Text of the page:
By Jody Brumage
In 1992, Senator Robert C. Byrd wrote in one of his Byrd’s Eye-View columns that “I have long believed that West Virginia is a prime site for the development of a viable and productive tourism industry.”
While West Virginia’s official greeting, “Wild, Wonderful, West Virginia,” is widely known today, that has not always been the case. Asserting West Virginia’s role as a major tourism attraction was a major goal of Senator Byrd’s congressional career.
In 1961, during his first term in the U.S. Senate, Byrd published a Byrd’s Eye-View entitled “Tourism can be New Big Industry for West Virginia,” stating that “The only reason West Virginia’s tourism industry is not currently enjoying its full potential is that the State lacks the kinds of developed recreational areas and facilities needed to attract great numbers of travelers.” Byrd identified two key problems in the statement: first, West Virginia lacked a sufficient number and variety of areas set aside for tourism, and second, the state also lacked infrastructure to bring tourists to these places. Byrd’s lengthy career in public service would address both of these problems.
In 1953, West Virginia had only three Federally-protected areas within its borders: portions of the Chesapeake and Ohio Canal, the George Washington National Forest, and the Monongahela National Forest. A fourth location, the town of Harpers Ferry, was a national monument, but was not yet being actively preserved or opened for tourism.
In addressing the lack of designated tourism areas, Senator Byrd and other West Virginia legislators worked to highlight the unique and significant places that would make the state more attractive to visitors.
The natural beauty of the state was emphasized through the establishment of new National Recreation Areas at Spruce Knob/Seneca Rocks (1965) and Gauley River (1988). Wildlife Refuges were established at the Ohio River Islands (1990) and in the Canaan Valley (1994). Nine Wilderness Areas were established throughout the state including Dolly Sods (1975), Cranberry (1983), and Roaring Plains West (2009). Senator Byrd also appropriated funds for the development of the New River Gorge National River (1978).
Nature was not the only aspect of West Virginia’s tourism that concerned Senator Byrd. The state’s numerous historical sites also received attention from Byrd, including Harpers Ferry, where he worked to expand the park’s boundaries and establish a visitor’s center after the town was designated a National Historical Park in 1963. Another area to be recognized for its history was Wheeling, where a National Heritage Area was established in the 1990's.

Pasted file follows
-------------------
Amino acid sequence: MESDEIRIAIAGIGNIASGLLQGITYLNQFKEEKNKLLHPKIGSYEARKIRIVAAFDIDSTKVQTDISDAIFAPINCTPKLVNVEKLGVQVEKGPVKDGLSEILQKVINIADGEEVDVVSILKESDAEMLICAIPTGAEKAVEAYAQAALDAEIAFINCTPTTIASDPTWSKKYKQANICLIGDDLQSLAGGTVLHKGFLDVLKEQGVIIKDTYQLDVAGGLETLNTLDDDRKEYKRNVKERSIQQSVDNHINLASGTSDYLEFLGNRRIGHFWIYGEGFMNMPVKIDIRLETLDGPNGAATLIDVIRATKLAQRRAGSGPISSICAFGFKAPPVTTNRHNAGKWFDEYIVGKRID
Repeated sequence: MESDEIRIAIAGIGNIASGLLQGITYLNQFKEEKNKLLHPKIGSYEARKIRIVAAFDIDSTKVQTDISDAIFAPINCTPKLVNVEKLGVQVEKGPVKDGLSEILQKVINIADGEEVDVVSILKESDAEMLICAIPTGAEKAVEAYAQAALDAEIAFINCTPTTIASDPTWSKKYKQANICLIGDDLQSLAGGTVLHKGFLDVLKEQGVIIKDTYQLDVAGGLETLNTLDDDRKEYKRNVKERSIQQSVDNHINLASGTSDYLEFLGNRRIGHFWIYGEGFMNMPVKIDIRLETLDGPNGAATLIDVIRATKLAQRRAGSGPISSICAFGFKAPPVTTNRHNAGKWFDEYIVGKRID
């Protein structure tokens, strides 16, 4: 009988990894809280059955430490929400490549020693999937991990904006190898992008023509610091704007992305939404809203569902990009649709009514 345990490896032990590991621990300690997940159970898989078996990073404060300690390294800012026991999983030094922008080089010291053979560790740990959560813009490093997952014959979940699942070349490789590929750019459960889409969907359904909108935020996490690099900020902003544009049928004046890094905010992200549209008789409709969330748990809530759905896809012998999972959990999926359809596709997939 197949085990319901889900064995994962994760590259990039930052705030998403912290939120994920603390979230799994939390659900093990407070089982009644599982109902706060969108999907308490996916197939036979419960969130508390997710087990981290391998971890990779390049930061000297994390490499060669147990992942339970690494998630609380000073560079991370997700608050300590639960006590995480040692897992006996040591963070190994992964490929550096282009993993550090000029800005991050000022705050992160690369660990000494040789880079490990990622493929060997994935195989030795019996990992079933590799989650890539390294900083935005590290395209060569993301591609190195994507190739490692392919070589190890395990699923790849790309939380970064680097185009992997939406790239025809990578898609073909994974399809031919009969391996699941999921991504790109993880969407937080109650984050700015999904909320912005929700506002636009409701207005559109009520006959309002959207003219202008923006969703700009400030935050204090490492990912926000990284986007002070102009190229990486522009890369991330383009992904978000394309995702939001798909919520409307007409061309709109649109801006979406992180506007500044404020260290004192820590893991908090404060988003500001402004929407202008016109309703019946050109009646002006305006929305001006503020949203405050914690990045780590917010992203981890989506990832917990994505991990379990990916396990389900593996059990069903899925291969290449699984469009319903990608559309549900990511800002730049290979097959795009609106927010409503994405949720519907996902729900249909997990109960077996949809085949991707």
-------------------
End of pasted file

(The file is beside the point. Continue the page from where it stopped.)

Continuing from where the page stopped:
By 2010, West Virginia was home to twenty Federally-protected areas, an increase of over 500% during Byrd’s 57 years in office. Senator Byrd also aided the state in funding its own parks and recreation areas. Today, West Virginia maintains 36 state parks. Through his efforts, a tourism research center was established at Concord College (now Concord University), providing an institution to study West Virginia’s present and future tourism possibilities.
Senator Byrd addressed the major issue of infrastructure. The improvement of the roads, bridges, airports, railroads, locks/dams, and other infrastructure needs in the State of West Virginia became one of the most defining aspects of Byrd’s career. Not only did these improvements facilitate tourism, but they also enhanced the state’s industrial, commercial, and educational institutions. Byrd supported the Appalachian Regional Commission (ARC), established in 1965. The ARC created a forum where ideas for the betterment of the Appalachian Region could come to fruition, backed by Federal support. Most importantly, the ARC provided the groundwork for the building of the corridor highway system, which opened previously inaccessible areas to easy transportation. Byrd remarked: “I look forward to the completion of each mile of these roads because they provide a safer, more modern route for the West Virginians who live along it and for visitors who come to discover the beautiful scenery of our state.” Through the corridor system and other infrastructure projects, Senator Byrd paved West Virginia’s path to the future, and also enhanced the path into the state’s natural and historical treasures.
Senator Byrd kept West Virginia’s tourism industry in his focus throughout his congressional career, making it one of his many lasting legacies in the state. In a 1991 column, Byrd wrote: “West Virginia is America’s sleeping tourism giant. I believe that the improvements and projects contemplated in my amendments and related efforts that I am working on to make our state more appealing for tourism, will go far toward creating more jobs for West Virginians and developing a more viable and prosperous tourism industry in scenic West Virginia.”
Comments are closed.
Welcome to the Byrd Center Blog! We share content here including research from our archival collections, articles from our director, and information on upcoming events.
The Byrd Center advances representative democracy by promoting a better understanding of the United States Congress and the Constitution through programs and research that engage citizens.
© 2021 Robert C. Byrd Center for
Congressional History and Education